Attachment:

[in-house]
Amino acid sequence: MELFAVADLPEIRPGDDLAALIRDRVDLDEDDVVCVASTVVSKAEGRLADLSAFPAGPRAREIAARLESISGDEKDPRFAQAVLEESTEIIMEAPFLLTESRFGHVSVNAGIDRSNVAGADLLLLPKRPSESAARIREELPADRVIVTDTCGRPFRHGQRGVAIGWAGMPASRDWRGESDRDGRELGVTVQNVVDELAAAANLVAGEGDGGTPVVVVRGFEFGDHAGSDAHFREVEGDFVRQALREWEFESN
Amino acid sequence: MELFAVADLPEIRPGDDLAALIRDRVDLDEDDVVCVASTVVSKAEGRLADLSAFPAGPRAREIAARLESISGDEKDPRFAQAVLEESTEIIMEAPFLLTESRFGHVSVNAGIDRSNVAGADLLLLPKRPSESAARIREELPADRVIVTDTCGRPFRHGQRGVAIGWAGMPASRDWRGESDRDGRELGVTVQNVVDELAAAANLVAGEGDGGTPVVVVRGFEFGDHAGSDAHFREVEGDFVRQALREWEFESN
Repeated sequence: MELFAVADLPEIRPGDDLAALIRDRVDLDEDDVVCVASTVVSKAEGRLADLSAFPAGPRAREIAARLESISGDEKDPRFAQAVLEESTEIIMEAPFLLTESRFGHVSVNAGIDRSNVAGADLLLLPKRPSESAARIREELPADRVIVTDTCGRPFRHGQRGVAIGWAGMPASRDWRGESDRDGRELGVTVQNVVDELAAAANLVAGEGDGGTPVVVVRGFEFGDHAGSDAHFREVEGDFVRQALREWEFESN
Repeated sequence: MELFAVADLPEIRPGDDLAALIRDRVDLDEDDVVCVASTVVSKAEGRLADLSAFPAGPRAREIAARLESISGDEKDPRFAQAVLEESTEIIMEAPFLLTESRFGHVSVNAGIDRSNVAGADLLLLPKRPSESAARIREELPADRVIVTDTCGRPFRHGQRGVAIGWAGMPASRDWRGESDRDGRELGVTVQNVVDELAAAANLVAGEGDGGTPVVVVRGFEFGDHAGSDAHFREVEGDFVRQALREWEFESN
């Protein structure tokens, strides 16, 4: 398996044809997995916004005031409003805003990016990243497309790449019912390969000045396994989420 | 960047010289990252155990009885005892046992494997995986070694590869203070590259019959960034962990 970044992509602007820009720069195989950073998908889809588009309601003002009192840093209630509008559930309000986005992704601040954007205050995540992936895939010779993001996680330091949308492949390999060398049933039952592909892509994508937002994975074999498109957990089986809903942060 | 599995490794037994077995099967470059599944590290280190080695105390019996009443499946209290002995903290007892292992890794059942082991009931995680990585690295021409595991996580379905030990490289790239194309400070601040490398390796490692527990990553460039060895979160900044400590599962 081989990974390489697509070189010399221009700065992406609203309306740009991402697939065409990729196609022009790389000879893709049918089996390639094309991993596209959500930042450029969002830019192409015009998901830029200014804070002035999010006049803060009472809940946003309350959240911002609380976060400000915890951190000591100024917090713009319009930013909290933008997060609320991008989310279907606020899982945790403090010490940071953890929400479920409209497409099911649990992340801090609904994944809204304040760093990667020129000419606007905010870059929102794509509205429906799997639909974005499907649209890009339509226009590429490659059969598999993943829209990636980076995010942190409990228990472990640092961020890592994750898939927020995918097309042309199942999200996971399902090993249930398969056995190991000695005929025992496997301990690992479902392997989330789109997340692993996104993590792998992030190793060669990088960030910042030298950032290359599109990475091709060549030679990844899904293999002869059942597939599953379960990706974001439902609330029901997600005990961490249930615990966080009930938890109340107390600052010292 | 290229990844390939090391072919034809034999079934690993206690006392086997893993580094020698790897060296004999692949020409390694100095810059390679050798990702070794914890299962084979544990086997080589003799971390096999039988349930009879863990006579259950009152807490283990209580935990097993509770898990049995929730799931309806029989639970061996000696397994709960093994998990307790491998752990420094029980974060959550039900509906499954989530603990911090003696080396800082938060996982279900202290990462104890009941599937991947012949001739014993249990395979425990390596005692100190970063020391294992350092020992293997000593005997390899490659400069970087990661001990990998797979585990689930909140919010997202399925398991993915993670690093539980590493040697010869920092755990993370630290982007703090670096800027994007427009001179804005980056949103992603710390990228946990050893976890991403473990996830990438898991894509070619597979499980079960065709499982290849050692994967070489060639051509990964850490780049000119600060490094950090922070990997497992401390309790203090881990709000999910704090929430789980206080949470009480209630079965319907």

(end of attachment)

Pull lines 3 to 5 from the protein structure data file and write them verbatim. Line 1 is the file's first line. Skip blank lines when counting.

Amino acid sequence: MELFAVADLPEIRPGDDLAALIRDRVDLDEDDVVCVASTVVSKAEGRLADLSAFPAGPRAREIAARLESISGDEKDPRFAQAVLEESTEIIMEAPFLLTESRFGHVSVNAGIDRSNVAGADLLLLPKRPSESAARIREELPADRVIVTDTCGRPFRHGQRGVAIGWAGMPASRDWRGESDRDGRELGVTVQNVVDELAAAANLVAGEGDGGTPVVVVRGFEFGDHAGSDAHFREVEGDFVRQALREWEFESN
Repeated sequence: MELFAVADLPEIRPGDDLAALIRDRVDLDEDDVVCVASTVVSKAEGRLADLSAFPAGPRAREIAARLESISGDEKDPRFAQAVLEESTEIIMEAPFLLTESRFGHVSVNAGIDRSNVAGADLLLLPKRPSESAARIREELPADRVIVTDTCGRPFRHGQRGVAIGWAGMPASRDWRGESDRDGRELGVTVQNVVDELAAAANLVAGEGDGGTPVVVVRGFEFGDHAGSDAHFREVEGDFVRQALREWEFESN
Repeated sequence: MELFAVADLPEIRPGDDLAALIRDRVDLDEDDVVCVASTVVSKAEGRLADLSAFPAGPRAREIAARLESISGDEKDPRFAQAVLEESTEIIMEAPFLLTESRFGHVSVNAGIDRSNVAGADLLLLPKRPSESAARIREELPADRVIVTDTCGRPFRHGQRGVAIGWAGMPASRDWRGESDRDGRELGVTVQNVVDELAAAANLVAGEGDGGTPVVVVRGFEFGDHAGSDAHFREVEGDFVRQALREWEFESN